The end of lifeBMJ 2014; 348 doi: https://doi.org/10.1136/bmj.g2261 (Published 26 March 2014) Cite this as: BMJ 2014;348:g2261
- Leigh Page, freelance writer, 2525 North Talman Avenue, Chicago, Illinois, USA
Increasingly, US physicians face legal risks for doing too much or too little to help patients with end of life issues. On one hand, doctors are under more pressure to hold discussions with people who are diagnosed with terminal illnesses—exploring whether they would want to stop treatment if it became ineffective. In that case, the patient would shift to palliative care, which involves pain medications and other therapies to enhance quality of life.
On the other hand, physicians may have terminally ill patients who are untreatable and want to die, but assisting in their suicide is illegal in most US states. In a few cases, physicians have been criminally convicted and sent to prison for helping a patient die.
Even talking about end of life issues can be distressing for physicians, because their overriding concern is to heal patients, said Timothy E Quill, a palliative care specialist in Rochester, New York. “When you’ve been fighting for a patient for a long time, it can be really hard to give up on treatment,” said Quill, who directs the Center for Ethics, Humanities and Palliative Care at the University of Rochester School of Medicine.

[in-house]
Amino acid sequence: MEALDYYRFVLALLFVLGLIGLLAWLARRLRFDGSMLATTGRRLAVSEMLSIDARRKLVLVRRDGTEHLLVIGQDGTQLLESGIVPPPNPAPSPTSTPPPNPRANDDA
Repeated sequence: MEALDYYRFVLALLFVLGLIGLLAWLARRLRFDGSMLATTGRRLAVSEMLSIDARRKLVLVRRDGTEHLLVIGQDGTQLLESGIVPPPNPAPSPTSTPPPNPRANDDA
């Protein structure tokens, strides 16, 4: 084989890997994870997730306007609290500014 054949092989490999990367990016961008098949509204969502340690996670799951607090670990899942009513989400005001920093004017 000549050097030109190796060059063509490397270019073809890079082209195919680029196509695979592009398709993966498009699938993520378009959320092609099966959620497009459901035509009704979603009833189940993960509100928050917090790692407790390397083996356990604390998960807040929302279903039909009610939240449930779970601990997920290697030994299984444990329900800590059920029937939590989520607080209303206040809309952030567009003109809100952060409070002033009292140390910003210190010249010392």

Quill said there are negative consequences, however, if physicians avoid talking about end of life issues with patients—as is often the case.1 Patients may never have the chance to choose options that could ease their deaths. And if they can’t talk about their desire for suicide, they are cut off from exploring other options, such as taking antidepressants or stronger pain medications.
Requirements to discuss end of life issues
When New York State passed a law in 20102 requiring physicians to discuss end of life options with patients diagnosed with a terminal illness, …
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